‘C’ words: finding a balance
January 26, 2013 § 1 Comment
I was reminded recently of the unbalanced nature of the creative object. Whether it be a painting, film, comic strip, short story or podcast, there is an astronomical difference in the amount of time it takes to create something and the amount of time it takes to consume it. The difference in time is so great that after an extended period of consuming, having to create something just seems too big an undertaking, and almost fruitless. Now that the internet has given us millions of entertainment options and a seemingly endless stream of new content that’s uploaded at a rate faster than any individual could ever hope to keep up with, what’s the value in adding one’s voice to the incessant roar?
It’s a good excuse, isn’t it? The process of creating takes too long and there’s too little reward. I’ve almost talked myself out of ever having to write/draw/paint/edit/record anything ever again.
It’s true that the amount of time it takes to create something never correlates with how long it takes for someone else to consume it, but measuring in units of time seems wrong because that’s not how people usually assess an experience. There’s a level of engagement that occurs – or at least, that’s the hope – and one can’t put a value on that. One can’t measure what one takes away from an experience, and that’s where the justification lies in all that effort. That’s why we keep on making on.
I’m having a hard time accepting this little corner of the internet as my own, as I would a new notebook or journal. There’s a finality here that makes being comfortable difficult. In wanting each blog update to be something of substance, I’m dismissing ideas before they’re fully formed, and so, overwhelmed by the self-imposed pressure to do a good job all the time, I return to consuming – reading, watching, listening…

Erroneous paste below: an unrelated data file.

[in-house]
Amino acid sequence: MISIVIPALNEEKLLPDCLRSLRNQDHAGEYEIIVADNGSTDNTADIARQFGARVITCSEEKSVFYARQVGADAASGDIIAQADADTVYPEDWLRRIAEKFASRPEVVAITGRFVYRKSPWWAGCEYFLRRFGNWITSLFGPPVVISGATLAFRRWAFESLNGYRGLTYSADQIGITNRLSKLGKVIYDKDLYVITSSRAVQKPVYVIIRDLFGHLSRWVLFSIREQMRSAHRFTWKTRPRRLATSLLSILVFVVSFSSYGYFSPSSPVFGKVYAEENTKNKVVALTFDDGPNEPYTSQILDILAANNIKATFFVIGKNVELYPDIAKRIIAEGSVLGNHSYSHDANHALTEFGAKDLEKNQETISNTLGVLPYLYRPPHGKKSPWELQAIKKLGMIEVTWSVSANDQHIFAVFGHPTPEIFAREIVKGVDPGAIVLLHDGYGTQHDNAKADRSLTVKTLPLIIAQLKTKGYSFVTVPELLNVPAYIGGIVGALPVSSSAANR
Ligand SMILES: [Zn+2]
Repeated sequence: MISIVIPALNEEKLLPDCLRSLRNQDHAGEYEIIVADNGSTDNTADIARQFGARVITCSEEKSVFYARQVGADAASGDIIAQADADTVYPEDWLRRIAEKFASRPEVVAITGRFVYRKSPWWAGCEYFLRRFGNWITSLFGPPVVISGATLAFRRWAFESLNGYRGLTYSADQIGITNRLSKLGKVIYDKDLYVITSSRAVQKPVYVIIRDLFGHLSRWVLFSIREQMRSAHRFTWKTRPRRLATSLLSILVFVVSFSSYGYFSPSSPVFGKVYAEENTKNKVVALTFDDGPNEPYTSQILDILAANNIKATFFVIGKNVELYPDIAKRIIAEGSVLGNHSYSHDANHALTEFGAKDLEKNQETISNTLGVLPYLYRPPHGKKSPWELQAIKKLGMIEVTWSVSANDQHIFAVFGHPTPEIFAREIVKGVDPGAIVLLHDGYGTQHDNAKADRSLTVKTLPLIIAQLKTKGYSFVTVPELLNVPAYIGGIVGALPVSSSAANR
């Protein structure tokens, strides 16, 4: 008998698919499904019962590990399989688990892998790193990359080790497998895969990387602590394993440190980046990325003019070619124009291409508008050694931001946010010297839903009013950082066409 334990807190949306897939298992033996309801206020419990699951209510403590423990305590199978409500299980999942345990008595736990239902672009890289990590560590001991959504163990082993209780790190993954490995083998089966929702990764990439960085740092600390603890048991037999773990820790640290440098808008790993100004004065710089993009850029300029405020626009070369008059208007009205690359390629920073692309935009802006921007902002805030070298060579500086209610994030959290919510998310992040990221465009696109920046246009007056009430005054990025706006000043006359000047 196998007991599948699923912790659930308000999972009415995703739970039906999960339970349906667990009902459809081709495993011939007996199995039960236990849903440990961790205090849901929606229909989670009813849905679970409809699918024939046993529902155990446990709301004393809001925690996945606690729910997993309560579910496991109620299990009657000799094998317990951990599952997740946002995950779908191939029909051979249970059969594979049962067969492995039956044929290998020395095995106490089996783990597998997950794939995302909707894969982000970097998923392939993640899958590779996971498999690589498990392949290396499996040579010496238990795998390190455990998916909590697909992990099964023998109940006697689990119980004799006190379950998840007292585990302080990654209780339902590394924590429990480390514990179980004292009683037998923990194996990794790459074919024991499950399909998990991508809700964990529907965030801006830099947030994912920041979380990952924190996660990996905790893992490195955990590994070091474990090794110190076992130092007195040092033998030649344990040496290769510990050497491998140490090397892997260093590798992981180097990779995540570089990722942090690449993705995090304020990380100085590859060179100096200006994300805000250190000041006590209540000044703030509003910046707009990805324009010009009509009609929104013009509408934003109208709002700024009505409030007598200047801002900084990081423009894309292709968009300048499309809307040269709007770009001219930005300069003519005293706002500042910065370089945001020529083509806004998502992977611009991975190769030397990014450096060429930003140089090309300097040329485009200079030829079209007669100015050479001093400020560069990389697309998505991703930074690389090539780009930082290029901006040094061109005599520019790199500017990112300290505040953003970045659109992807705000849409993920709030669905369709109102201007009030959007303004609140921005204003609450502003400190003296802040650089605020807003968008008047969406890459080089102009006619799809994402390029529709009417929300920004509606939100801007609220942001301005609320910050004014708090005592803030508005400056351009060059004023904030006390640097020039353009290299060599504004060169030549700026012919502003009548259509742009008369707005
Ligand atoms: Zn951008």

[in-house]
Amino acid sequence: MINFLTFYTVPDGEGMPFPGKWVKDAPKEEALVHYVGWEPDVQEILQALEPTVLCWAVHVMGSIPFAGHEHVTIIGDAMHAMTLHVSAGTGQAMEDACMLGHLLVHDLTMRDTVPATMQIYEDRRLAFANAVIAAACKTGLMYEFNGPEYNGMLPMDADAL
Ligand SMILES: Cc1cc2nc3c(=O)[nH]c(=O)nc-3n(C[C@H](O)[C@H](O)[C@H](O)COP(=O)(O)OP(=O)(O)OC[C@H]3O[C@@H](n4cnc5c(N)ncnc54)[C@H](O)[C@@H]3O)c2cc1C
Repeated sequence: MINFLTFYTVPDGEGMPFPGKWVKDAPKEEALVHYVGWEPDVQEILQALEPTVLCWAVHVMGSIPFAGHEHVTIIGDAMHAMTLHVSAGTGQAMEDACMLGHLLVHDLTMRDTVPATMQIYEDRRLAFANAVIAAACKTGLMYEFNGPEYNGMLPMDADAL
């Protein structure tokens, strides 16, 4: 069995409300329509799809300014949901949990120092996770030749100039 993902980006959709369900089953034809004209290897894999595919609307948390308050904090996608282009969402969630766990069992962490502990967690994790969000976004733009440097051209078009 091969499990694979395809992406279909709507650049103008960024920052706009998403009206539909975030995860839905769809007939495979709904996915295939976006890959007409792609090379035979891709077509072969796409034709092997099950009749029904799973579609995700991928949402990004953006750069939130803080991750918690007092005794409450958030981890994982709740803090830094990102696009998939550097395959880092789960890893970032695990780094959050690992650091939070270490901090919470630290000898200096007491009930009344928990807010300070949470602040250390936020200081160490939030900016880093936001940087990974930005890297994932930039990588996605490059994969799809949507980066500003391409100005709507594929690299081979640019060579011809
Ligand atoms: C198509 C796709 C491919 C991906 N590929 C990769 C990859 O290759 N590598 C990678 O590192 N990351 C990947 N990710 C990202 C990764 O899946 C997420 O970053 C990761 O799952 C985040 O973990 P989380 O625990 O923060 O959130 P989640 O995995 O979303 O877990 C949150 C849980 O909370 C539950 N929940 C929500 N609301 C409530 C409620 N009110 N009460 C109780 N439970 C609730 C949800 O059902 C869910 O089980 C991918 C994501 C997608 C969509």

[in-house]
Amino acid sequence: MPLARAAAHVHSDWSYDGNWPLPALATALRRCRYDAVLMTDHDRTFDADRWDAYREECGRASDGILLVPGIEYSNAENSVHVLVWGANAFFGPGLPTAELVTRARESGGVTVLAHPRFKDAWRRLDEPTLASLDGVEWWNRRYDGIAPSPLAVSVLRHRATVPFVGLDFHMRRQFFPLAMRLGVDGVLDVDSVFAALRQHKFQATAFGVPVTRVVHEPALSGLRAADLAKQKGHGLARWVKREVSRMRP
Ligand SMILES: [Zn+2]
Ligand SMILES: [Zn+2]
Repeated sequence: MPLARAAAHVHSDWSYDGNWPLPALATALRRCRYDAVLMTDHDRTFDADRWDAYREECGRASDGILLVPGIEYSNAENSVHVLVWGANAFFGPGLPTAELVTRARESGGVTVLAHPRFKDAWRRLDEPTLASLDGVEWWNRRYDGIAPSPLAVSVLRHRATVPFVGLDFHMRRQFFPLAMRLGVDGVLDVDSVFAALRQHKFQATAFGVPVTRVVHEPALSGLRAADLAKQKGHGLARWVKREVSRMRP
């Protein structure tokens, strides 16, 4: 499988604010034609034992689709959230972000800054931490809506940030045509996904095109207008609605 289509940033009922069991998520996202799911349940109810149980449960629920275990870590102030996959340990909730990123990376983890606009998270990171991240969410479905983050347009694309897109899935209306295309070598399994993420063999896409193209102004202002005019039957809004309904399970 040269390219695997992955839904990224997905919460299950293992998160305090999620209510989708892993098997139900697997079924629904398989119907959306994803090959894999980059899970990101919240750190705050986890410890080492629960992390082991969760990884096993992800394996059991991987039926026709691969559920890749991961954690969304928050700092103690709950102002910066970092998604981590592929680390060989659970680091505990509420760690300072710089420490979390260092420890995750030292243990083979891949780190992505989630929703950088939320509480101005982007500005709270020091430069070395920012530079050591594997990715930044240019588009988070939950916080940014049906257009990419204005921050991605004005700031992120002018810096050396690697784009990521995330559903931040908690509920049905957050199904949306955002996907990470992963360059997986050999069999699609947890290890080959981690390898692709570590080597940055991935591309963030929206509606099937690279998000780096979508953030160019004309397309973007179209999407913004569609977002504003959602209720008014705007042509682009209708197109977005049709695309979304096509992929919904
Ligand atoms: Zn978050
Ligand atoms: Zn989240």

Robert Pagliari contends that the worst thing about consuming is that it prevents us from creating. I think Pagliari’s article has a touch of the dramatic about it, especially when he suggests that exposure to other people’s ideas is detrimental because they influence our perceptions in such a way that we are not ourselves anymore, but rather receptacles of other people’s ideas, but I am inclined to agree that consumption in excess can prevent creation.
In opposition to Pagliari’s view, Len Kendall explains that he has to consume in order to find the inspiration to create. Consuming helps him connect ideas, thus sparking his creativity. Rather than seeing exposure to the ideas of others as a negative, he holds the view that ‘everything is a remix‘. Similar to the theory that only seven basic plots exist; everything is just a (conscious or unconscious) reworking of what has gone before.
There’s value in consuming, but, I would argue, only in relation to what comes of it. The creation doesn’t necessarily have to be tangible; it might be in the form of a thought-provoking conversation starter or an attitude. The latter’s the reason why I indulge in The Bachelor and The Bachelorette, for example (allow me this one delusion). We become the combination of what we consume; we take it all in, we filter, turn it this way and that, and maybe, if we’re lucky, do something with it – add, substract, appropriate, sample – releasing ideas back into the ether where the cycle continues.
Matching the amounts of energy and time one puts into consuming with that spent creating is a balancing act, one that I am still struggling with. But I have to wonder whether that will ever change. I suspect that I’ll always feel as if there’s something more I could be doing, no matter how skewed the scales might be in productivity’s favour.
Luckily, a guilty conscience is a wonderful motivator.